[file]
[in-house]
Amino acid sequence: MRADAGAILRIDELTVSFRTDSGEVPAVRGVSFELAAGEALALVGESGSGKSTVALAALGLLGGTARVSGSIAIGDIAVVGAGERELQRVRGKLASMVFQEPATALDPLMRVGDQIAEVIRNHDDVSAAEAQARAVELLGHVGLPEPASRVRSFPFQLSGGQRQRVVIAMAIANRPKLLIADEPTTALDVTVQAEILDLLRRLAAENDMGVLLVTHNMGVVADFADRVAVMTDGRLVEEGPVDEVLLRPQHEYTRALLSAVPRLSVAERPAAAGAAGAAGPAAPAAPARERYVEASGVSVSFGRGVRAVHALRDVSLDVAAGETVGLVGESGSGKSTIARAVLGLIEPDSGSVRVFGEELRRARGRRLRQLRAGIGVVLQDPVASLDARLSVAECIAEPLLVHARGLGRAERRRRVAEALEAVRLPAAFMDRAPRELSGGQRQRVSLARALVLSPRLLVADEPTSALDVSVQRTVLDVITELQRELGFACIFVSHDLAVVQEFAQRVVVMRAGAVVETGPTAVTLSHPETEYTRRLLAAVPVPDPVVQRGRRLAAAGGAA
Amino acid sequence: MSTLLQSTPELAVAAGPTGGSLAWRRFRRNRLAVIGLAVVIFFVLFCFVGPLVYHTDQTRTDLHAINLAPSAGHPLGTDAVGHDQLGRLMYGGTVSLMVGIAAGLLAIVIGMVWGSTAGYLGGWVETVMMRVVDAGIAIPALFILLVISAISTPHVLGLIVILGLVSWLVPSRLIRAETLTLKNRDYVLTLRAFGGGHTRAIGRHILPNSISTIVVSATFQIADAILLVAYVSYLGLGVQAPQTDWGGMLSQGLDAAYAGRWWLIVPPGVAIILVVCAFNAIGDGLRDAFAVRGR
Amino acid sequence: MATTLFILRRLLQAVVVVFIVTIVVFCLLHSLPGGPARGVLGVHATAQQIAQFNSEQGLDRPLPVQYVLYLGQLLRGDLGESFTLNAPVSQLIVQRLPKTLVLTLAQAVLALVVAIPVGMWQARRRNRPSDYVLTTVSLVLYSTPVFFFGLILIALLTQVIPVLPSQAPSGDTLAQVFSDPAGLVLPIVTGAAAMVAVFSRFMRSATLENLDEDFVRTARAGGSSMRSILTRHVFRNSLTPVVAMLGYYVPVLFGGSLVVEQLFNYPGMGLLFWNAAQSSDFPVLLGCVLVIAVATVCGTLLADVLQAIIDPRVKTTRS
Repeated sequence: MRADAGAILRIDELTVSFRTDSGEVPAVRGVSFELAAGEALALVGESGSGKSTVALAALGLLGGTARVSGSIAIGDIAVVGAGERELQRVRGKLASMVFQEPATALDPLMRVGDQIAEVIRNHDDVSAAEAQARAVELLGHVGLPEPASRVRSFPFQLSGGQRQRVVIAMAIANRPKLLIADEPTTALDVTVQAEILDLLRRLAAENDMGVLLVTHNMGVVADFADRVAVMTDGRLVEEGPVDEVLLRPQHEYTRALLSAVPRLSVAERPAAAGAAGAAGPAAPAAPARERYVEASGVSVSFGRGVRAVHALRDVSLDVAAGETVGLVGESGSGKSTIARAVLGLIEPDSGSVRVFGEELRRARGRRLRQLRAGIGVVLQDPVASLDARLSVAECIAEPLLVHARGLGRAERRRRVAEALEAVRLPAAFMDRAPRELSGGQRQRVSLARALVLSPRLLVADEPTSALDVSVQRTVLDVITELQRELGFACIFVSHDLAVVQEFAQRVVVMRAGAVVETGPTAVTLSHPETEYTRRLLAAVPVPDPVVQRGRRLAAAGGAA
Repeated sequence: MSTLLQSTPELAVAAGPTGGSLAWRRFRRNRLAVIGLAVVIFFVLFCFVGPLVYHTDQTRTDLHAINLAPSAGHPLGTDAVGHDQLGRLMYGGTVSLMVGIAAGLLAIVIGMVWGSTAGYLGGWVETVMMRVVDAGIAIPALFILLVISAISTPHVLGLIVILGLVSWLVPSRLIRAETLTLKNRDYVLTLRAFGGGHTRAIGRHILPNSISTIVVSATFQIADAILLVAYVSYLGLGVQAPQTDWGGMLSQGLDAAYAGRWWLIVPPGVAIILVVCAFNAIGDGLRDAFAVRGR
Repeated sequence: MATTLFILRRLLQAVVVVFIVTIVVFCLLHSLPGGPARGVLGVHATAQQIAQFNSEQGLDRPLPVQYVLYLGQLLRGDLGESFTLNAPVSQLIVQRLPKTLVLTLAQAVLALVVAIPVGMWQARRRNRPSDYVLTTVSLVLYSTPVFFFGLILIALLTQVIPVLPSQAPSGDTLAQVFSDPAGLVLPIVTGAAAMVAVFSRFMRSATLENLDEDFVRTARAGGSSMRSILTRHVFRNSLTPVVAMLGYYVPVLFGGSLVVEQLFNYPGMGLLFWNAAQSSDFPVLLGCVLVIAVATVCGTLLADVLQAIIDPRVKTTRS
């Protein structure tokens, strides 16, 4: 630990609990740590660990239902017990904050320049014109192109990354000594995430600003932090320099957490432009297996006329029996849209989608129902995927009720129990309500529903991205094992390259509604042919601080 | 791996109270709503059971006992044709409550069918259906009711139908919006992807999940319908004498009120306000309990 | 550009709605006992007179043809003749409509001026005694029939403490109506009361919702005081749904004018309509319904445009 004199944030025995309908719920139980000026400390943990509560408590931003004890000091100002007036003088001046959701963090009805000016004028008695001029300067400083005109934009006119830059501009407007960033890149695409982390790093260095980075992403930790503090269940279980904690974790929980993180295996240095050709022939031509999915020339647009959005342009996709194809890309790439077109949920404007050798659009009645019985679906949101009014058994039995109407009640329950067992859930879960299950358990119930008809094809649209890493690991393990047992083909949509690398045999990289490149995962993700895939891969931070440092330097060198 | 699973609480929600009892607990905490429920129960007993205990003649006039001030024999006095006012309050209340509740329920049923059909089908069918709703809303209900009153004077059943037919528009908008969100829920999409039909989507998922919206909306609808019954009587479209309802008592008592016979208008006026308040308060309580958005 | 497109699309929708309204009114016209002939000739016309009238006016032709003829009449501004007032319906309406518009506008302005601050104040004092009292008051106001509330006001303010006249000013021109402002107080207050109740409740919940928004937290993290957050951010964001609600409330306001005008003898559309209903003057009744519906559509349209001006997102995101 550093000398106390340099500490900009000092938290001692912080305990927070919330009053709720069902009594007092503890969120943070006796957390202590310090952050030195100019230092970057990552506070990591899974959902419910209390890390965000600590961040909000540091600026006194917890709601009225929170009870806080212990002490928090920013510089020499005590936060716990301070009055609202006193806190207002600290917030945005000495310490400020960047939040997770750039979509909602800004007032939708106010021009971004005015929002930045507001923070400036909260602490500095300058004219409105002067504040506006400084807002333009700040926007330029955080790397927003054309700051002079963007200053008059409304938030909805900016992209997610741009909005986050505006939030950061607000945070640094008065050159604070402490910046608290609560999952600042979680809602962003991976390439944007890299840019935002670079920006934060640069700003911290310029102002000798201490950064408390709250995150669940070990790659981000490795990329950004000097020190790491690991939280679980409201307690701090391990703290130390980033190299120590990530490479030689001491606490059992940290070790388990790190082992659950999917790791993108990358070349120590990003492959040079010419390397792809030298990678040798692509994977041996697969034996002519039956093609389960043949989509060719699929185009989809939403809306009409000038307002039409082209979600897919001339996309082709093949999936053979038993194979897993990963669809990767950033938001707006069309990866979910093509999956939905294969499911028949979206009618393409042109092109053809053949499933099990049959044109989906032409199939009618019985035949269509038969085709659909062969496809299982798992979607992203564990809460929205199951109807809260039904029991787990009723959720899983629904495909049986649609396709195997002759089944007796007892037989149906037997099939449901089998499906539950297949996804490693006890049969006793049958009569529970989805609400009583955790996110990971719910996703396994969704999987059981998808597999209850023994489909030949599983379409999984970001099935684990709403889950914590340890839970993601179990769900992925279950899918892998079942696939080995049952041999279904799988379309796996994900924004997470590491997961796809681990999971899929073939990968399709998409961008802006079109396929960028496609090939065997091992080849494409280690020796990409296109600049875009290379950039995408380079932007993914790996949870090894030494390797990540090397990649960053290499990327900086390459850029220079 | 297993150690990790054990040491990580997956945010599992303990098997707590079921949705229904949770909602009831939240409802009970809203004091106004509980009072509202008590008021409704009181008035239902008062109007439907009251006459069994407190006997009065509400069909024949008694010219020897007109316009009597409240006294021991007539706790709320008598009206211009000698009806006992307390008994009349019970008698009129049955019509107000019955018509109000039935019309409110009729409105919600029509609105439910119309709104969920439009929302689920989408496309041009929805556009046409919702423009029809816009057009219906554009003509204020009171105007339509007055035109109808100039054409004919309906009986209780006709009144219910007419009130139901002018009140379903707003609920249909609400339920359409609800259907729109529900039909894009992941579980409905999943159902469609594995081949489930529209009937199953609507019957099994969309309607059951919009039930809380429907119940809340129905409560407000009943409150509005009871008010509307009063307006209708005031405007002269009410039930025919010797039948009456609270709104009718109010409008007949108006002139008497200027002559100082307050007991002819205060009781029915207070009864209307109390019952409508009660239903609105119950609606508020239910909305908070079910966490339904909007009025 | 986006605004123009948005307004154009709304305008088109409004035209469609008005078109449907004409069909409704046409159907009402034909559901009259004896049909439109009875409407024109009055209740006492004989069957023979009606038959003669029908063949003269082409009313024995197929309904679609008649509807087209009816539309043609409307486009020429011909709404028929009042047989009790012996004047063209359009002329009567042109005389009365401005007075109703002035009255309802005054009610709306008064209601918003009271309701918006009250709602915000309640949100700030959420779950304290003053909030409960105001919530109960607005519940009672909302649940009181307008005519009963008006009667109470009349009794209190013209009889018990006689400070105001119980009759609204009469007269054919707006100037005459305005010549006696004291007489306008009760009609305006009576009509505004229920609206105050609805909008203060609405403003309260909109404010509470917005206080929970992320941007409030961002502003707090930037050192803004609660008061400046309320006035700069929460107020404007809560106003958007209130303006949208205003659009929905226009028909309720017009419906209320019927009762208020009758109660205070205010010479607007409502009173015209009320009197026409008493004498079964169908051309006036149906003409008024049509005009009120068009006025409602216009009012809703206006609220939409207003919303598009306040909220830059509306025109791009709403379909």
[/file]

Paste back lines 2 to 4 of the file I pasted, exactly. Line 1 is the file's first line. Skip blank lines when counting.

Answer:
Amino acid sequence: MRADAGAILRIDELTVSFRTDSGEVPAVRGVSFELAAGEALALVGESGSGKSTVALAALGLLGGTARVSGSIAIGDIAVVGAGERELQRVRGKLASMVFQEPATALDPLMRVGDQIAEVIRNHDDVSAAEAQARAVELLGHVGLPEPASRVRSFPFQLSGGQRQRVVIAMAIANRPKLLIADEPTTALDVTVQAEILDLLRRLAAENDMGVLLVTHNMGVVADFADRVAVMTDGRLVEEGPVDEVLLRPQHEYTRALLSAVPRLSVAERPAAAGAAGAAGPAAPAAPARERYVEASGVSVSFGRGVRAVHALRDVSLDVAAGETVGLVGESGSGKSTIARAVLGLIEPDSGSVRVFGEELRRARGRRLRQLRAGIGVVLQDPVASLDARLSVAECIAEPLLVHARGLGRAERRRRVAEALEAVRLPAAFMDRAPRELSGGQRQRVSLARALVLSPRLLVADEPTSALDVSVQRTVLDVITELQRELGFACIFVSHDLAVVQEFAQRVVVMRAGAVVETGPTAVTLSHPETEYTRRLLAAVPVPDPVVQRGRRLAAAGGAA
Amino acid sequence: MSTLLQSTPELAVAAGPTGGSLAWRRFRRNRLAVIGLAVVIFFVLFCFVGPLVYHTDQTRTDLHAINLAPSAGHPLGTDAVGHDQLGRLMYGGTVSLMVGIAAGLLAIVIGMVWGSTAGYLGGWVETVMMRVVDAGIAIPALFILLVISAISTPHVLGLIVILGLVSWLVPSRLIRAETLTLKNRDYVLTLRAFGGGHTRAIGRHILPNSISTIVVSATFQIADAILLVAYVSYLGLGVQAPQTDWGGMLSQGLDAAYAGRWWLIVPPGVAIILVVCAFNAIGDGLRDAFAVRGR
Amino acid sequence: MATTLFILRRLLQAVVVVFIVTIVVFCLLHSLPGGPARGVLGVHATAQQIAQFNSEQGLDRPLPVQYVLYLGQLLRGDLGESFTLNAPVSQLIVQRLPKTLVLTLAQAVLALVVAIPVGMWQARRRNRPSDYVLTTVSLVLYSTPVFFFGLILIALLTQVIPVLPSQAPSGDTLAQVFSDPAGLVLPIVTGAAAMVAVFSRFMRSATLENLDEDFVRTARAGGSSMRSILTRHVFRNSLTPVVAMLGYYVPVLFGGSLVVEQLFNYPGMGLLFWNAAQSSDFPVLLGCVLVIAVATVCGTLLADVLQAIIDPRVKTTRS